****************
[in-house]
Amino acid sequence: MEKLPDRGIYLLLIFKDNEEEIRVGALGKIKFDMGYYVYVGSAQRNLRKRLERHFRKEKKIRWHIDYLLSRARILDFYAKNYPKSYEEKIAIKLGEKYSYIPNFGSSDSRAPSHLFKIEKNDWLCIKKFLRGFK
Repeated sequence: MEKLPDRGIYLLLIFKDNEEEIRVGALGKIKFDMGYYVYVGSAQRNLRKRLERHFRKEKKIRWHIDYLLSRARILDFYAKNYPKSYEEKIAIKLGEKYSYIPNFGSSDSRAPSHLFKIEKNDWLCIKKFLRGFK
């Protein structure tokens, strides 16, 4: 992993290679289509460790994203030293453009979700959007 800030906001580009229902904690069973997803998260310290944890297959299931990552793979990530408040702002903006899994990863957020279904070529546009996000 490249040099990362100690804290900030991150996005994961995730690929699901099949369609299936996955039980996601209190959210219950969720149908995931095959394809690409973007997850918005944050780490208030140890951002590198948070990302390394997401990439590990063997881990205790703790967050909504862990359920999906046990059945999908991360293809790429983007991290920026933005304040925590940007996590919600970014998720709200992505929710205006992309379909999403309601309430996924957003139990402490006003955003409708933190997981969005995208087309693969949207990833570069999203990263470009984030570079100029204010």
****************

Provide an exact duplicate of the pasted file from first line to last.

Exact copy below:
[in-house]
Amino acid sequence: MEKLPDRGIYLLLIFKDNEEEIRVGALGKIKFDMGYYVYVGSAQRNLRKRLERHFRKEKKIRWHIDYLLSRARILDFYAKNYPKSYEEKIAIKLGEKYSYIPNFGSSDSRAPSHLFKIEKNDWLCIKKFLRGFK
Repeated sequence: MEKLPDRGIYLLLIFKDNEEEIRVGALGKIKFDMGYYVYVGSAQRNLRKRLERHFRKEKKIRWHIDYLLSRARILDFYAKNYPKSYEEKIAIKLGEKYSYIPNFGSSDSRAPSHLFKIEKNDWLCIKKFLRGFK
């Protein structure tokens, strides 16, 4: 992993290679289509460790994203030293453009979700959007 800030906001580009229902904690069973997803998260310290944890297959299931990552793979990530408040702002903006899994990863957020279904070529546009996000 490249040099990362100690804290900030991150996005994961995730690929699901099949369609299936996955039980996601209190959210219950969720149908995931095959394809690409973007997850918005944050780490208030140890951002590198948070990302390394997401990439590990063997881990205790703790967050909504862990359920999906046990059945999908991360293809790429983007991290920026933005304040925590940007996590919600970014998720709200992505929710205006992309379909999403309601309430996924957003139990402490006003955003409708933190997981969005995208087309693969949207990833570069999203990263470009984030570079100029204010």